What will happen when technology replaces people in the service, manufacturing and professional industries of an already struggling economy? In their new book, Robert W. McChesney and John Nichols explore the possibility of reclaiming the future for the people, before it’s too late. Noam Chomsky calls People Get Ready “lucid and informed” while Thom Hartmann says it’s an “essential book.” Get your copy by making a donation to Truthout today!
The following is an excerpt from People Get Ready: The Fight Against a Jobless Economy and a Citizens Democracy:
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The growth in the economy’s capacity to produce since the 1930s, or even the 1960s, has been extraordinary, much as these economists anticipated. If the experts we used as counsel for this chapter are anywhere near accurate, the next four or five decades could make the twentieth century look like the twelfth century.
In popular economic theory, such revolutionary increases in productive capacity are supposed to translate into higher living standards, much shorter workweeks, richer public infrastructure, and a greater overall social security. Society should have the resources to tackle vexing environmental problems with the least amount of pain possible. In fact, however, nothing on the horizon suggests that this is in the offing. As automation and computerization take productive capacity to undreamed-of heights, jobs grow more scarce and are de-skilled, many people are poorer, and all the talk is of austerity and seemingly endless cutbacks in social services. There is growing wealth for the few combined with greater insecurity for the many. Washington, we’ve got a problem.
The false assumptions, of course, are that the benefits of the technology accrue to more than the owners of the firms deploying the technologies. And also that capitalists have incentive to produce far more than they do to satisfy the needs of people worldwide. In fact, Veblen had it right: capitalists produce as much as they do only as long as it remains profitable to do so. Producing more than that lowers prices and lessens profits. In short, to follow Keynes’s logic to a place he did not go, capitalism would seem to have little or no reason to exist if the “economic problem” is solved, so it is imperative that the economic problem remain. For business and wealthy investors to continue to win, everyone else has to lose.
In our view, the evidence points in one direction: the economy needs to be fundamentally reformed, if not replaced. Capitalism as we know it is the wrong economic system for the material world that is emerging. This is a radical conclusion, but it is not made merely by radicals. The number of true believers who think leaving firms and wealthy investors alone to do as they wish will ultimately solve the employment problem and give us a great economy that can be the foundation for a vibrant democracy is shrinking, primarily because it is a faith-based position. There are also some who have a similar faith that technology is innately progressive and all-powerful, so it can and will solve capitalism’s problems for us. They tell us that all we have to do is get out of the way, make some fresh popcorn, and grab a front-row seat as the future unfolds.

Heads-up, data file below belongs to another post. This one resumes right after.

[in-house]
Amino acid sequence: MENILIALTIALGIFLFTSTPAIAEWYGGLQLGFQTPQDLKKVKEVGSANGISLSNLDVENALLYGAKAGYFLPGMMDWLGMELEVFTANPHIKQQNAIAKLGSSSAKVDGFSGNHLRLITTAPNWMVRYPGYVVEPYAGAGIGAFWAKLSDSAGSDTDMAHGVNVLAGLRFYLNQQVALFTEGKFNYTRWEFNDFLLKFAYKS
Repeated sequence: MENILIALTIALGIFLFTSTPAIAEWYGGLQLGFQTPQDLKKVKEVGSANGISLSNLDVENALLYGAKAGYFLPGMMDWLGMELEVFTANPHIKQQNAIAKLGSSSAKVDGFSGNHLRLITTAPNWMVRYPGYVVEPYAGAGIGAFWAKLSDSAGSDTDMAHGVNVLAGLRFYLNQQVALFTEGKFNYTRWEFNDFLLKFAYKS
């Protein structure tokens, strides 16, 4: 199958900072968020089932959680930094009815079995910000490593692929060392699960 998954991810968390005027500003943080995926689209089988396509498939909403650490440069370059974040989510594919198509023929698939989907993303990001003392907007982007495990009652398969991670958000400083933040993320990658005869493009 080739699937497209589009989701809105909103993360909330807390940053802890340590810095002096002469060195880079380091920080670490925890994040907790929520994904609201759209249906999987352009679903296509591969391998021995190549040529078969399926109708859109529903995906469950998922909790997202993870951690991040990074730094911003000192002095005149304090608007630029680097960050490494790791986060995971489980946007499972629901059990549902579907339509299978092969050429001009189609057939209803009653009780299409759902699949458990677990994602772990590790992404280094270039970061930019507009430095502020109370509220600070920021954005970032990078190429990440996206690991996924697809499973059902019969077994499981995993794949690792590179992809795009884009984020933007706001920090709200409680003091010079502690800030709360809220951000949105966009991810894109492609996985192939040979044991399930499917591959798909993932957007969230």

But researching this book, what has been striking to us is that many, perhaps most, of the people who have studied these matters — from across the political spectrum — recognize that if the system is left alone, it will not right itself. Instead, structural changes are needed, and government will have to play the central role in determining and instituting these changes. Even those who believe that the existing capitalist system provides benefits that make it worth saving realize that significant reforms and government policy interventions are necessary to prevent intolerable outcomes. “It’s time to start discussing what kind of society we should construct around a labor-light economy,” Brynjolfsson and McAfee conclude. “How should the abundance of such an economy be shared? How can the tendency of modern capitalism to produce high levels of inequality be muted while preserving its ability to allocate resources efficiently and reward initiative and effort? What do fulfilling lives look like when they no longer center on industrial-era conceptions of work? How should education, the social safety net, taxation, and other important elements of civic society be rethought?”
Where markets and business and private investment figure into the new economy is a matter to be studied, debated, and resolved; we only know that it cannot be the same as what we have had for generations. The solutions to the employment and economic crises in the United States are political. The great debate is over what types of reforms there should be, and what type of system we should end up with. A core responsibility of the democratic state is to provide the ground rules and basis for an economy that will best serve the democratically determined needs of the people. An unavoidable part of this debate is to take up the issues last taken seriously in the 1960s: How should technology best be deployed to serve human needs? Never has the need for such a democratic debate and policymaking been greater than it is today.
Copyright (2016) by Robert W. McChesney and John Nichols. Not to be reprinted without permission of the publisher, Nation Books.